The World Daily
Brazil threatened by European firms over deforestation levels

Photo: TWD


By Patryk Krych | The World Daily | MAY 5th 2021


A group of companies operating in Europe have threatened to quit using commodities and products harvested from Brazil’s agricultural producers under the condition that the country’s congress go ahead with their plan to legalise a bill which may only worsen deforestation levels.

Officially, the bill is set to expand property rights on public land for squatters, which environmental experts warn will only worsen the deforestation levels in the country which have already been at an incline since the election victory of current Brazilian President Jair Bolsonaro. Bolsonaro’s primary interests thus far have been industrialisation, having promised to raise the country out of poverty – thus giving little afterthought to environmental awareness.

On Wednesday, a group of European companies including Tesco, Marks & Spencer, Metro and John Lewis (among others) wrote an open letter to Brazilian legislators which read: “If this or other measures that undermine these existing protections become law, we will have no choice but to reconsider our support and use of the Brazilian agricultural commodity supply chain.”

The legalisation of the bill would be, by some means, rewarding to illegal land-grabbers who have unlawfully cleared sections of the forests for agriculture. Bolsonaro has for a long time been accused of showing amnesty-like treatment to illegal Amazon rainforest loggers, and this latest development is sparking many related fears.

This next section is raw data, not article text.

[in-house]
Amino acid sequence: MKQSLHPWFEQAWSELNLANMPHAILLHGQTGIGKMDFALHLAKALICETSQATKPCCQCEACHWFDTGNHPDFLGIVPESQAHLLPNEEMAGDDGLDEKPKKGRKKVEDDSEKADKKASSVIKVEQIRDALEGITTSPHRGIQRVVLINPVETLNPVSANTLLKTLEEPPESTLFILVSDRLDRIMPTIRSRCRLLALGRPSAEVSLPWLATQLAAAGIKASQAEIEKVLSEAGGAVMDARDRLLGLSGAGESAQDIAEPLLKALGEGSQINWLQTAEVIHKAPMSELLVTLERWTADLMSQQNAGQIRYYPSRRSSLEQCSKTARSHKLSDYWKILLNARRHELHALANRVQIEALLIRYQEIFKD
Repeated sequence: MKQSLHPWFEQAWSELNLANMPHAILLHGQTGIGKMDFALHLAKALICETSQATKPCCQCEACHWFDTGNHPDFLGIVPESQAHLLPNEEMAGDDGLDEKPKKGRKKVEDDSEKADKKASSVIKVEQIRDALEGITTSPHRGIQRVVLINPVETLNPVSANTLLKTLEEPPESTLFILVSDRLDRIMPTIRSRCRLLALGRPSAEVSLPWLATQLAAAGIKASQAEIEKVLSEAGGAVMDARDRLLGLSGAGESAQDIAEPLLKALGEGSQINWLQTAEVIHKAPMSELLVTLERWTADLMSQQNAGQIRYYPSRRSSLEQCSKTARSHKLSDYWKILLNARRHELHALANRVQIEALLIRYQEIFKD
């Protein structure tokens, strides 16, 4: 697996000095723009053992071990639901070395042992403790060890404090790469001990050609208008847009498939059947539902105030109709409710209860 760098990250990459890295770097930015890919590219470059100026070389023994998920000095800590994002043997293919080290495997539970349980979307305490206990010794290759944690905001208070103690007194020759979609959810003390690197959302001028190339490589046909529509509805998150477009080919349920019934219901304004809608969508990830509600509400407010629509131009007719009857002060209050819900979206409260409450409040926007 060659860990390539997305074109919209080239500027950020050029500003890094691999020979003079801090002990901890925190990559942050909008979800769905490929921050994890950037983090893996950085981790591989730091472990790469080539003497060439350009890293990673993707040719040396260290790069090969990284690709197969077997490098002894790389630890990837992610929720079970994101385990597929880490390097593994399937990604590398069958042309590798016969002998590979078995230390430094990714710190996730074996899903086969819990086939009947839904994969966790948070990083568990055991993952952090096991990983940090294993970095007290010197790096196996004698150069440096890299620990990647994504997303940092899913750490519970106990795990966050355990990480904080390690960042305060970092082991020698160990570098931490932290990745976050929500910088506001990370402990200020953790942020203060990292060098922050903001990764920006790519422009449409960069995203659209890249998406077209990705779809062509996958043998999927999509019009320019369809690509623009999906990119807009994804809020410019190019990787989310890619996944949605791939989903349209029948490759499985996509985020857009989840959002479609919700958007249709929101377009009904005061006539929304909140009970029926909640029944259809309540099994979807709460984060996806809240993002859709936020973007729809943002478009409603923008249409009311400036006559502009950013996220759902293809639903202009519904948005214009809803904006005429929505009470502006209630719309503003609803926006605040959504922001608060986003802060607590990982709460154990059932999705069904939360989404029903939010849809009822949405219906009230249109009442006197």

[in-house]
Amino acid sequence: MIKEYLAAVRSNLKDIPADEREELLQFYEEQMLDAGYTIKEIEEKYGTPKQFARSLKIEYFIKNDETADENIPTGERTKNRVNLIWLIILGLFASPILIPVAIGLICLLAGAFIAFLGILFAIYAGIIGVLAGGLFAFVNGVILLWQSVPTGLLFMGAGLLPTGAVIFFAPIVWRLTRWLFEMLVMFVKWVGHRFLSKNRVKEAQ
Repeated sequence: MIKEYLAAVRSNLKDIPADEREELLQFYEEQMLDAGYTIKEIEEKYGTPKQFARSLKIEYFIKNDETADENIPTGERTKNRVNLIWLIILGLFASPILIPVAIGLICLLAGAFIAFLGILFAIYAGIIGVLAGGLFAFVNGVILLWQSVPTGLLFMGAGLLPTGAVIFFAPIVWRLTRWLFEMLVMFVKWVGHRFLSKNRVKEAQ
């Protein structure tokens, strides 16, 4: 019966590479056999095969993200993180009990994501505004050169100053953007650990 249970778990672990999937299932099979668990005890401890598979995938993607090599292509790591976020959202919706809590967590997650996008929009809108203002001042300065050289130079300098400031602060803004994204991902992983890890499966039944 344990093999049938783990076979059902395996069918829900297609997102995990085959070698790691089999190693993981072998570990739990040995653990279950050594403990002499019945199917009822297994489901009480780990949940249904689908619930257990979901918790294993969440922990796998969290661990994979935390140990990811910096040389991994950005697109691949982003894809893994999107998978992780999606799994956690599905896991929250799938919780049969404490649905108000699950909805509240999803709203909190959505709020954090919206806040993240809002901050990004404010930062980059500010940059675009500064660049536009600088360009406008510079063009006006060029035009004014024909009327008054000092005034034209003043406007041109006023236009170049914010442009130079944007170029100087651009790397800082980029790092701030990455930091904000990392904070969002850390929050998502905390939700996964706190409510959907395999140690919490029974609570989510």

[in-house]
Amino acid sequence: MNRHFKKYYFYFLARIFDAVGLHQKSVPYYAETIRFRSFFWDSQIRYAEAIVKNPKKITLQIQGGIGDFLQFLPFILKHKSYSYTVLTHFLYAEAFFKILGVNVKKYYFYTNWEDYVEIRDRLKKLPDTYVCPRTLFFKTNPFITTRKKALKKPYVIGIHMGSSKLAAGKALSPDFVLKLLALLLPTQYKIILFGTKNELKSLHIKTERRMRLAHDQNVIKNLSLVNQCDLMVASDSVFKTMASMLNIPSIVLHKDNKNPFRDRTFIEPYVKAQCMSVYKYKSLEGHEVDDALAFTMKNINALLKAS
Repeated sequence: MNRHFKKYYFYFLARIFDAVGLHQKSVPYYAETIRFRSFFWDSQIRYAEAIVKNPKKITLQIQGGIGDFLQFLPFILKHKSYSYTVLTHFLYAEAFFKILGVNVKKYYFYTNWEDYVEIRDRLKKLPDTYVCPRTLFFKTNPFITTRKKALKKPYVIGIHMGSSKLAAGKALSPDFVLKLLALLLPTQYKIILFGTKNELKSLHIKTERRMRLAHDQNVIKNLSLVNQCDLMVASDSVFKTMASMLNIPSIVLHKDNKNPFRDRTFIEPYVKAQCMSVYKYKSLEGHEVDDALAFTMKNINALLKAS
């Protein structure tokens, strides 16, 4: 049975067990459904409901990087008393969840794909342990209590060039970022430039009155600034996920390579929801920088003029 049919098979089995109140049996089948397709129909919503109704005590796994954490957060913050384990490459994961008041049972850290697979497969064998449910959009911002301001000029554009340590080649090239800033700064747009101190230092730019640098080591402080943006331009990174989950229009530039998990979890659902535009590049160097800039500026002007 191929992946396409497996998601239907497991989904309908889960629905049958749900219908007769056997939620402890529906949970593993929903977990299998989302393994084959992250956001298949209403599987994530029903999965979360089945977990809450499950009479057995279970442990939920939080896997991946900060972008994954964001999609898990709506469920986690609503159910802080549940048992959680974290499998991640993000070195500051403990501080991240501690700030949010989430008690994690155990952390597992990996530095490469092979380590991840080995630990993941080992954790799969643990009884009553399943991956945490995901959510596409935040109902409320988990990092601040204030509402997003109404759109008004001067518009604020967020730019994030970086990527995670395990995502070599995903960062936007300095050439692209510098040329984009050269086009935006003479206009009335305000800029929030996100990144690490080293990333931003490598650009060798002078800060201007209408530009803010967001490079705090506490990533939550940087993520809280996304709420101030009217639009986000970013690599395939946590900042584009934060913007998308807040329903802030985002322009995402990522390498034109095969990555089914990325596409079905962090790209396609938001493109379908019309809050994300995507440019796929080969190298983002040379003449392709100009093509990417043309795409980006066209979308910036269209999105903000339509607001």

The companies stated that over the course of the last year, they have been witnesses to circumstances that “result in extremely high levels of forest fires and deforestation in Brazil.” They added that the country’s set goals to reduce carbon emissions and deforestations were inadequate and needed revisions.

The open letter to Brazilian legislators added that the potential passing of this new law could pose “potentially even greater threats to the Amazon than before.”

The new law was meant to be voted on last week in Brazil’s Senate, but was pushed back in the schedule amidst an upheaval of criticisms and outrage from environmentalist who insist this decision can only serve to hurt the forest, as well as the country’s reputation further.

"We cannot fight the climate crisis without the Amazon, yet its future hangs in the balance as deforestation pushes it closer to the point of collapse,” said the executive director of science and conservation at WWF-UK, Mike Barrett. “If passed, this vote in the Brazilian Congress will fuel further destruction and place greater risk on the lives of the people and wildlife who call it home.”

He added: “As global efforts to protect the Amazon threaten to be undermined, it's encouraging to see major businesses sounding the alarm.”


“The Amazon faces a new threat with legislation that undermines the credibility of environmental protections,” said the head of food policy at the Co-op, Cathryn Higgs. “Its rainforest is essential to planetary health and it's imperative the proposed legislation isn't given any airtime by the Brazilian government.”

This is the second attempt of this kind from Brazil to try and push forward such a legislation, with a similar attempt having been abandoned back in May of 2020 when many European companies, many of them the same ones now threatening to reconsider their support for Brazilian commodities, had boycotted the country’s agriculture.

The companies further stated that they “consider the Amazon as a vital part of the earth system that's essential to the security of our planet, as well as being a critical part of a prosperous future for Brazilians and all of society.”


By Patryk Krych | © The World Daily 2021